It was said to be at this incident that members of the general public, including the occupants of the passing car, began trying to flag down local police units, which were reported to be hurriedly trying to catch up with the fleeing gunman, before he managed to kill anyone else. Unfortunately for all concerned, such was the confusion and scale of the manhunt that there would be several more people killed and wounded by Derrick Bird, before the pursuing police units would finally get their man later the same day.
Sometime after 11.30 am Bird was thought to have shot and killed 23-year-old estate agent James Clark who was driving along the main Gosforth Road, returning from a house viewing when he encountered the gunman. Although it was subsequently unclear as to whether or not Bird’s bullets or the resulting car crash killed Mr Clark, there can be little doubt that the taxi driver’s criminal actions actually caused the young man’s death, either directly or indirectly. It would later emerge that James Clark had only recently moved to Cumbria from his home in Buckinghamshire, so that he could be with his young fiancée. Soon afterwards, Bird was then said to have shot and wounded pub landlord, Harry Berger, who was on his way to the chemist’s to get a prescription, when he happened to meet the rampaging taxi driver under a railway bridge, although fortunately the licensee was said to have escaped with nothing more serious than a wound to his arm.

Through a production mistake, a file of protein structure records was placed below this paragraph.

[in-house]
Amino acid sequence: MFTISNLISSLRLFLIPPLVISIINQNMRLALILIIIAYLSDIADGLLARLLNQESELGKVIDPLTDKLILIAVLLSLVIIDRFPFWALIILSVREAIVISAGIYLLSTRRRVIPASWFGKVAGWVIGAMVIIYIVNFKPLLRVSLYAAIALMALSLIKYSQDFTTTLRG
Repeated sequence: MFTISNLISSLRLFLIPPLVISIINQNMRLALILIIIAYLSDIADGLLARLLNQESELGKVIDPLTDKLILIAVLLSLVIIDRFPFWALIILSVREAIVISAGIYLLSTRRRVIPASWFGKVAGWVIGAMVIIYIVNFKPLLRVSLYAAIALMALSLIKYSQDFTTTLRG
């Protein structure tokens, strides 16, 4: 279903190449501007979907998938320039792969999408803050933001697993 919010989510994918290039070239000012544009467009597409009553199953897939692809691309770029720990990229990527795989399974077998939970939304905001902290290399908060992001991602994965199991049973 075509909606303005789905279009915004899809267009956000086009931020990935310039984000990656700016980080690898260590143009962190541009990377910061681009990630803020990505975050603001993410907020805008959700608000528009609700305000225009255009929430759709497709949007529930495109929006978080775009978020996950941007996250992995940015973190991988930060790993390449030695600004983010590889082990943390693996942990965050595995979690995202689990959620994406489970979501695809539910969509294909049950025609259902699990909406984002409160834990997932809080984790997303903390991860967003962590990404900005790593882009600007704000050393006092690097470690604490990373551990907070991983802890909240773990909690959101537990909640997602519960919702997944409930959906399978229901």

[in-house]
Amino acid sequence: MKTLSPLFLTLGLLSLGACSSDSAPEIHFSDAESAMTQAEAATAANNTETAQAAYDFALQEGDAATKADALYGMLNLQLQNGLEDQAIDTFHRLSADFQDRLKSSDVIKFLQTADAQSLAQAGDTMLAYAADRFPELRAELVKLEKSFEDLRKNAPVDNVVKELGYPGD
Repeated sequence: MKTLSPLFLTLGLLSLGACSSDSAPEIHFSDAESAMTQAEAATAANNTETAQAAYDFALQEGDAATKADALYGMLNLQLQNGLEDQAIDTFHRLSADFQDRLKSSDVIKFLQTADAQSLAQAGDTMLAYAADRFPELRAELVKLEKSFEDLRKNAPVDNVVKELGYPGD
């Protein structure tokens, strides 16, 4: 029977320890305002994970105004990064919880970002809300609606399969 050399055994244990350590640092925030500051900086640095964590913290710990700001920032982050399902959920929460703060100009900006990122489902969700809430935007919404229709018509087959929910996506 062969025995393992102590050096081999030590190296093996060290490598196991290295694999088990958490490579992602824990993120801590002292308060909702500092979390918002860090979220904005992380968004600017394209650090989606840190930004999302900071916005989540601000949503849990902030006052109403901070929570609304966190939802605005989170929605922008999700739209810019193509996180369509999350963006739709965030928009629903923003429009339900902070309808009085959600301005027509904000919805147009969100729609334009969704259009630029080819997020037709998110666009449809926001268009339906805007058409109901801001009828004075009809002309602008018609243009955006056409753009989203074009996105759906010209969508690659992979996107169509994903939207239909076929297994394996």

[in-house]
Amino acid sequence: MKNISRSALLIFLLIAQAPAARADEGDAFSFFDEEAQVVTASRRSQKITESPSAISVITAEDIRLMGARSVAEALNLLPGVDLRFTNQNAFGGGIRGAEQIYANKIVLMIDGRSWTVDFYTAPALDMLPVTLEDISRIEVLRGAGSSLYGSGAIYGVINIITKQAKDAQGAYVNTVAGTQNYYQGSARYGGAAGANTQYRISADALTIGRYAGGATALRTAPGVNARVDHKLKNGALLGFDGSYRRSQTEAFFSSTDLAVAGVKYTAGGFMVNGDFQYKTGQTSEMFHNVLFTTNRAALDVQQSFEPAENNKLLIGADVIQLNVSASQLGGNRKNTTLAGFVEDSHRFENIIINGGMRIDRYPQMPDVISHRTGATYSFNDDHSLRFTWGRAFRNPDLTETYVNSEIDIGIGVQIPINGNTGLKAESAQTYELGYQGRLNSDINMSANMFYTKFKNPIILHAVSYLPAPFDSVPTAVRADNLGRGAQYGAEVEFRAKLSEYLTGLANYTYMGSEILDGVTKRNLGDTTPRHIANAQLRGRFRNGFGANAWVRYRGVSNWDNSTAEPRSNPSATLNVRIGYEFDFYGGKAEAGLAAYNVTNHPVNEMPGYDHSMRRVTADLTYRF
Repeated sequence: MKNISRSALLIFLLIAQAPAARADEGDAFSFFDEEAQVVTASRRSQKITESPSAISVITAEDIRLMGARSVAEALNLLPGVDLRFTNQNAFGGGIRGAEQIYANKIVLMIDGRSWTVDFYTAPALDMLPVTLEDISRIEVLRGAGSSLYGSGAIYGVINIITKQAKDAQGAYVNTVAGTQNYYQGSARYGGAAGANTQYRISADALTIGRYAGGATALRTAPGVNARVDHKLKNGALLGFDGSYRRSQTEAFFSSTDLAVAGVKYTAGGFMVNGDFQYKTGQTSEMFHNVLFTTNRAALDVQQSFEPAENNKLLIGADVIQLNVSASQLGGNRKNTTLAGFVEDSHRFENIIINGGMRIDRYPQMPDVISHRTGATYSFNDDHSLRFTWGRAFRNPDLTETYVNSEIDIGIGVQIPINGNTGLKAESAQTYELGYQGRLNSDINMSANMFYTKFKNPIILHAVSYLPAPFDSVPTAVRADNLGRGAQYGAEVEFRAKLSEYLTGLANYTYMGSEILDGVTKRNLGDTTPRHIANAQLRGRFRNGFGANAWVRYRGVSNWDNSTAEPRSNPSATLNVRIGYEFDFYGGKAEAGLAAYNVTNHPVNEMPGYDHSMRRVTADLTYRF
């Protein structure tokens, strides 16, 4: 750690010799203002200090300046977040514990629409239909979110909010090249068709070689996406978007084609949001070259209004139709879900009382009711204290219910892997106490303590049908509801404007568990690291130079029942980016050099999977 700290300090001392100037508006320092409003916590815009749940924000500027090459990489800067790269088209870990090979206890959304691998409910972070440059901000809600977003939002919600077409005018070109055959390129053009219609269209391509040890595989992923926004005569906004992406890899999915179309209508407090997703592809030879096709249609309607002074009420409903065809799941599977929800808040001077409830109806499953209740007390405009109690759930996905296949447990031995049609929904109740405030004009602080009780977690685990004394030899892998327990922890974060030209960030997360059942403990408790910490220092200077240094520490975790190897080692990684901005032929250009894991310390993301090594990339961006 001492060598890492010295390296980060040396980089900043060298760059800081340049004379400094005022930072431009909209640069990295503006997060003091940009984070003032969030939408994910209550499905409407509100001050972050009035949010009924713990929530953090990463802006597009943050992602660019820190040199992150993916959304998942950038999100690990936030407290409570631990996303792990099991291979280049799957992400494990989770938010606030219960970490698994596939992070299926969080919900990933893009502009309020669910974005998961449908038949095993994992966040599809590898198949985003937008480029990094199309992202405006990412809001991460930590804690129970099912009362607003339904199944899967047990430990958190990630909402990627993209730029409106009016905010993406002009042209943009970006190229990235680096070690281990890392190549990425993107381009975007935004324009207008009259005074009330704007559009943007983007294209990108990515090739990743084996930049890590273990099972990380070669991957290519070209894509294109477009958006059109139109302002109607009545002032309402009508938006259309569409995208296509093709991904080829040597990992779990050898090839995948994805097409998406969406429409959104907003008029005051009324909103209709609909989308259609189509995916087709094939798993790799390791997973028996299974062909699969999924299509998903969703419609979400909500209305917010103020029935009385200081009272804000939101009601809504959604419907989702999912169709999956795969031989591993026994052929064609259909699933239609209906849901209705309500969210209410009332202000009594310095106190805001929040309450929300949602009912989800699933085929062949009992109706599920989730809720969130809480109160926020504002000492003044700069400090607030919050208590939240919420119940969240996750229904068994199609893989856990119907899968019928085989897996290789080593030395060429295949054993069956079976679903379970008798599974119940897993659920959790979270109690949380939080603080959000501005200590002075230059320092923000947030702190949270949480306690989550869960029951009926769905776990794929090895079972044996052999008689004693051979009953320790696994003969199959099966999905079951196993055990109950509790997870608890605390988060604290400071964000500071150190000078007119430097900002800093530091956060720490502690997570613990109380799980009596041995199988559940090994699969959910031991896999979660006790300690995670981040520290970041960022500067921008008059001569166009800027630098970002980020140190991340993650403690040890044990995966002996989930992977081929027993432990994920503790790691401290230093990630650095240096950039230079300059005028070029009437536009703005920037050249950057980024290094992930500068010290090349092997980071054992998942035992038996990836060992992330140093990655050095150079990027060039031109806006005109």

Derrick Bird’s next victim though was not so lucky and as Harry Berger watched in horror, the taxi driver fired once at cyclist, Michael Pike, knocking him off his bike, before firing again and wounding him fatally. A former Sellafield plant worker, 64-year-old Pike was thought to have been employed as a fitter, before becoming a nuclear decontamination specialist and a union organiser at the site. Following an injury, Mr Pike was said to have taken up cycling as a way of speeding up his recuperation and it was whilst pursuing this new pastime he was unfortunate enough to meet Derrick Bird on that bloody Wednesday in June 2010.